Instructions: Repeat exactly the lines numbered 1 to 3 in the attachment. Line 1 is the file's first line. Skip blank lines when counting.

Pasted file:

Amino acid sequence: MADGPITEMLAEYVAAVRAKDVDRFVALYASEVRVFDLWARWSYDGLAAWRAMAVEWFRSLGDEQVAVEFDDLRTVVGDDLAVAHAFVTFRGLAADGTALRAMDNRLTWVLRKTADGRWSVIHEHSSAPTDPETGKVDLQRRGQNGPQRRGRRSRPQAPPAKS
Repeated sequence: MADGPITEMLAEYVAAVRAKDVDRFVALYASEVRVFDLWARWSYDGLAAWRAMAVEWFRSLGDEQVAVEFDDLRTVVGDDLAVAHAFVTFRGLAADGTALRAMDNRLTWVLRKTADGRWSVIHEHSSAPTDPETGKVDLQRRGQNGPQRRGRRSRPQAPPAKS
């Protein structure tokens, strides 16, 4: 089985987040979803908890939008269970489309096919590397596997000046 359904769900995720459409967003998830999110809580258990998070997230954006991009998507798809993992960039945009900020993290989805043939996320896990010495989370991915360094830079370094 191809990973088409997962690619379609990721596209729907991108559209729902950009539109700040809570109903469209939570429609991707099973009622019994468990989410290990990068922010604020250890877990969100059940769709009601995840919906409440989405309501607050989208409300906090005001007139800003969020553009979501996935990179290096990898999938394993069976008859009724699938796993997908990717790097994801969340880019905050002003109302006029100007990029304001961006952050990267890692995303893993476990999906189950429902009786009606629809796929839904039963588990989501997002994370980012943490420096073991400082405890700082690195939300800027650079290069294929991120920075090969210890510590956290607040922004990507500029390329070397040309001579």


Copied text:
Amino acid sequence: MADGPITEMLAEYVAAVRAKDVDRFVALYASEVRVFDLWARWSYDGLAAWRAMAVEWFRSLGDEQVAVEFDDLRTVVGDDLAVAHAFVTFRGLAADGTALRAMDNRLTWVLRKTADGRWSVIHEHSSAPTDPETGKVDLQRRGQNGPQRRGRRSRPQAPPAKS
Repeated sequence: MADGPITEMLAEYVAAVRAKDVDRFVALYASEVRVFDLWARWSYDGLAAWRAMAVEWFRSLGDEQVAVEFDDLRTVVGDDLAVAHAFVTFRGLAADGTALRAMDNRLTWVLRKTADGRWSVIHEHSSAPTDPETGKVDLQRRGQNGPQRRGRRSRPQAPPAKS
């Protein structure tokens, strides 16, 4: 089985987040979803908890939008269970489309096919590397596997000046 359904769900995720459409967003998830999110809580258990998070997230954006991009998507798809993992960039945009900020993290989805043939996320896990010495989370991915360094830079370094 191809990973088409997962690619379609990721596209729907991108559209729902950009539109700040809570109903469209939570429609991707099973009622019994468990989410290990990068922010604020250890877990969100059940769709009601995840919906409440989405309501607050989208409300906090005001007139800003969020553009979501996935990179290096990898999938394993069976008859009724699938796993997908990717790097994801969340880019905050002003109302006029100007990029304001961006952050990267890692995303893993476990999906189950429902009786009606629809796929839904039963588990989501997002994370980012943490420096073991400082405890700082690195939300800027650079290069294929991120920075090969210890510590956290607040922004990507500029390329070397040309001579």